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fore referred to, in which case his Honor said, " the case of Smith v. Webster has no application to the question what is the jurisdiction the Master exercises under the statute. In general the Master must adhere to the orders of the Court, as laid down for the regulation of the practice. He has no discretion where the jurisdiction is conferred by the Court, but must follow its directions. But the act for regulating the proceedings and practice of the Court bas given him different and bigher powers. In the matters mentioned in the 13th section, in applications for time to answer, for leave to amend a bill, and for enlarging publication, the Master has the jurisdiction in the first instance; the jurisdiction is taken from the Court and given to the Master; and what the Court could have done, the Master can now. In cases not arising out of the act it is different; there the Master cannot relax the orders of the Court:” and thus it may be concluded, that where the application is directly in pursuance of the statute, the Master has the same power of interpreting its meaning as the Court itself would have; but where the application is under an order of the Court, the Master has no authority to depart from the strict letter of the order. Such a construction is also consistent with another recent case which has not been adverted to, viz. that of Furnival v. Swann, decided by the Master of the Rolls (a). In that case, after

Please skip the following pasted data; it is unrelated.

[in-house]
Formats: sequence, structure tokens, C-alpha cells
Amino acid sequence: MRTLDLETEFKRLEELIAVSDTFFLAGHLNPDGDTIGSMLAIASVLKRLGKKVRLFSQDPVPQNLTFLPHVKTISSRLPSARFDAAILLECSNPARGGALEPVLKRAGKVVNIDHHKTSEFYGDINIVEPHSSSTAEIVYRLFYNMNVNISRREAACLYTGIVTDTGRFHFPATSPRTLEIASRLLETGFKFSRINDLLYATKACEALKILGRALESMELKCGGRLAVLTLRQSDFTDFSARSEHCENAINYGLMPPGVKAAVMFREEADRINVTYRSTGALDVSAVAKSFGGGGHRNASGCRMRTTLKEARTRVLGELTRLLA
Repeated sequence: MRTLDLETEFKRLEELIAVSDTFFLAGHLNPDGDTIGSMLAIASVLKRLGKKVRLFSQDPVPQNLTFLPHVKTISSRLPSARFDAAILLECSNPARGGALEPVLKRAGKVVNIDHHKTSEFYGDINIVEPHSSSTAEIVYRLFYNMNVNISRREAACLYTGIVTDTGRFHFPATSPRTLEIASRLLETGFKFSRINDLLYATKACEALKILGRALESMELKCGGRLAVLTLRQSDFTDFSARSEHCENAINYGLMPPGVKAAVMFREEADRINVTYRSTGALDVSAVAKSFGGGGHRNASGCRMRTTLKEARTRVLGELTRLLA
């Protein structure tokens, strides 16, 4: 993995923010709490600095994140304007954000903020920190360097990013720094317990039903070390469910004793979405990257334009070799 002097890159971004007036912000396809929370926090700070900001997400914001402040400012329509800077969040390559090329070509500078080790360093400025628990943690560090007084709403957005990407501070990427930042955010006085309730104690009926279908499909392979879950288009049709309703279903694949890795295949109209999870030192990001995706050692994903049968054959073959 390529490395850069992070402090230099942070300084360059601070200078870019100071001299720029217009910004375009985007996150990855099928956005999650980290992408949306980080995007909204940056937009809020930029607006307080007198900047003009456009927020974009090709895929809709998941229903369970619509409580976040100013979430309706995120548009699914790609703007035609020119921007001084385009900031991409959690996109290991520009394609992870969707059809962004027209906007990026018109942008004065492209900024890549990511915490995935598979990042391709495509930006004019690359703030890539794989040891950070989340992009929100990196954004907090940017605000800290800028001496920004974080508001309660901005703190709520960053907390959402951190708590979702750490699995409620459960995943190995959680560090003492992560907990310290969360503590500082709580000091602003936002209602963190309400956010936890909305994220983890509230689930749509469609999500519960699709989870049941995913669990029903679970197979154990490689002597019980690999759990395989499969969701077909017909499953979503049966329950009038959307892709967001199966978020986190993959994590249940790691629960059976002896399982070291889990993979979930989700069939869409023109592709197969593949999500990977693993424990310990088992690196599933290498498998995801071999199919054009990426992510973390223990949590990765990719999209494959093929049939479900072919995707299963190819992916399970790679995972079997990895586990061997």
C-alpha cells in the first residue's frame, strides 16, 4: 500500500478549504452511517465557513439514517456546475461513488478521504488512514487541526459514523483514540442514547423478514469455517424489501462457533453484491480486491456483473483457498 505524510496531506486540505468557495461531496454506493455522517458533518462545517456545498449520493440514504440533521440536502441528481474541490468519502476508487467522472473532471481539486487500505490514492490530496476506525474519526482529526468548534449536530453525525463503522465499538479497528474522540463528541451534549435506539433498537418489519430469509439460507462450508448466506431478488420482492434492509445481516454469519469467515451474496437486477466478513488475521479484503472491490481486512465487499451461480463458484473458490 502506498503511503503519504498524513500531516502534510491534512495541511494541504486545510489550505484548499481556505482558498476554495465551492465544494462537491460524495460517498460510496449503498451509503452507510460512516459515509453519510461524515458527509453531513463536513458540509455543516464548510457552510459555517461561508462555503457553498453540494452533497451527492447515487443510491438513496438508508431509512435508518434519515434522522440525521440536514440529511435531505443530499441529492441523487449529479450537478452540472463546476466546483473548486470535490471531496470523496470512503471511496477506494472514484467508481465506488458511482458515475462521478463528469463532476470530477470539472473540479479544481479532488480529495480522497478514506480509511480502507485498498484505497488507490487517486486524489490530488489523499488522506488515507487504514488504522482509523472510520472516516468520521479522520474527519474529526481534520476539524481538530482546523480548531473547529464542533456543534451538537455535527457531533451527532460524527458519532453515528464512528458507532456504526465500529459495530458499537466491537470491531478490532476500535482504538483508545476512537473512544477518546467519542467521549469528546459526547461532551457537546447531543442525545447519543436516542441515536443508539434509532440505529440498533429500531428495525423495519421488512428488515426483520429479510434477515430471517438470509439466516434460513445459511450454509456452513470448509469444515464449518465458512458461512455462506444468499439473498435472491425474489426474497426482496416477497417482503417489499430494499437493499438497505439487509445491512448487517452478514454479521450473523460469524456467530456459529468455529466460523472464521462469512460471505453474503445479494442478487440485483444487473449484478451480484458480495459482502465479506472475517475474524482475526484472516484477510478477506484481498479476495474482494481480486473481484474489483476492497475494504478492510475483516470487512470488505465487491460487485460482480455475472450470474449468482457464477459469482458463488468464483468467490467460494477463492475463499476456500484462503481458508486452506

(a) M. R. April, 1838, Cooper, P. C. 405.
a demurrer set down for argument had been submitted to, application was made to the Court for leave to amend the bill, which was granted, the plaintiff undertaking to amend within three weeks, and paying 20s. costs of the amendment and the costs of the demurrer. Before the three weeks had expired the plaintiff obtained from the Master an order giving him further time to amend. This was discharged as irregular, the plaintiff having entered into an undertaking with the Court, and the Master having no jurisdiction to interfere and enlarge the time fixed by the Court.
That the Court itself has the power of relaxing its general orders, seems to be indisputable. In a recent case before the Vice-Chancellor (a), his Honor observed, that the orders of the Court were to be considered as laying down general rules, but not as being so imperative that they could under no circumstances be departed from ; and the same opinion was expressed by Lord Chancellor Cottenham in Smith v. Webster (6), and by the Master of the Rolls in Carr v. Appleyard (c). Lord Plunkett also, in speaking of the new Chancery Orders in Ireland, observed, that there was no ground for saying, nor could it be pretended, that those rules, the creatures of the Court, were to become its
(a) Burrell v. Nicholson, 6 Sim. 212.
masters, by assuming a nature so binding as to overrule and control the acts of that very Court which gave them existence (a).